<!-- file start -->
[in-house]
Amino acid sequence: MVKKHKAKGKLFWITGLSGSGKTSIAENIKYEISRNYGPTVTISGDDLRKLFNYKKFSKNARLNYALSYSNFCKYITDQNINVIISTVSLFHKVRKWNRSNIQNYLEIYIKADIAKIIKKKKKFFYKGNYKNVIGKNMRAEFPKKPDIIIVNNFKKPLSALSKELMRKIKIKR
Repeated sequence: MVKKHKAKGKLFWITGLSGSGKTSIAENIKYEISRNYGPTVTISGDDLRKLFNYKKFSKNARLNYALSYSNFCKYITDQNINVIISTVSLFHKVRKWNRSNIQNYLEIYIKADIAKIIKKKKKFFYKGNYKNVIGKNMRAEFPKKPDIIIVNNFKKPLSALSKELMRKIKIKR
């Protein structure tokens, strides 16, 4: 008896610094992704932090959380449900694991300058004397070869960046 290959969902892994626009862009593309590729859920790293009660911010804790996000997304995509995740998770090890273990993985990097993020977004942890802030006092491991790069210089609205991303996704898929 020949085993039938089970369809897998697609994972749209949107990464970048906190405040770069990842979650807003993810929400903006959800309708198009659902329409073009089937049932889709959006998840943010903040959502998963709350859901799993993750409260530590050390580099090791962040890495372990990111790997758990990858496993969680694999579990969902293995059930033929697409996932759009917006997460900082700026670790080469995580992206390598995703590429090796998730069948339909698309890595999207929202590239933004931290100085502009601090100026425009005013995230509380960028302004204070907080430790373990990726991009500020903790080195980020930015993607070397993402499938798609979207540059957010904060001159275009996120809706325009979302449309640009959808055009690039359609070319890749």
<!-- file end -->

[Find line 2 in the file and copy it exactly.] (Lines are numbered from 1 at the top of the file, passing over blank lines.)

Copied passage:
Amino acid sequence: MVKKHKAKGKLFWITGLSGSGKTSIAENIKYEISRNYGPTVTISGDDLRKLFNYKKFSKNARLNYALSYSNFCKYITDQNINVIISTVSLFHKVRKWNRSNIQNYLEIYIKADIAKIIKKKKKFFYKGNYKNVIGKNMRAEFPKKPDIIIVNNFKKPLSALSKELMRKIKIKR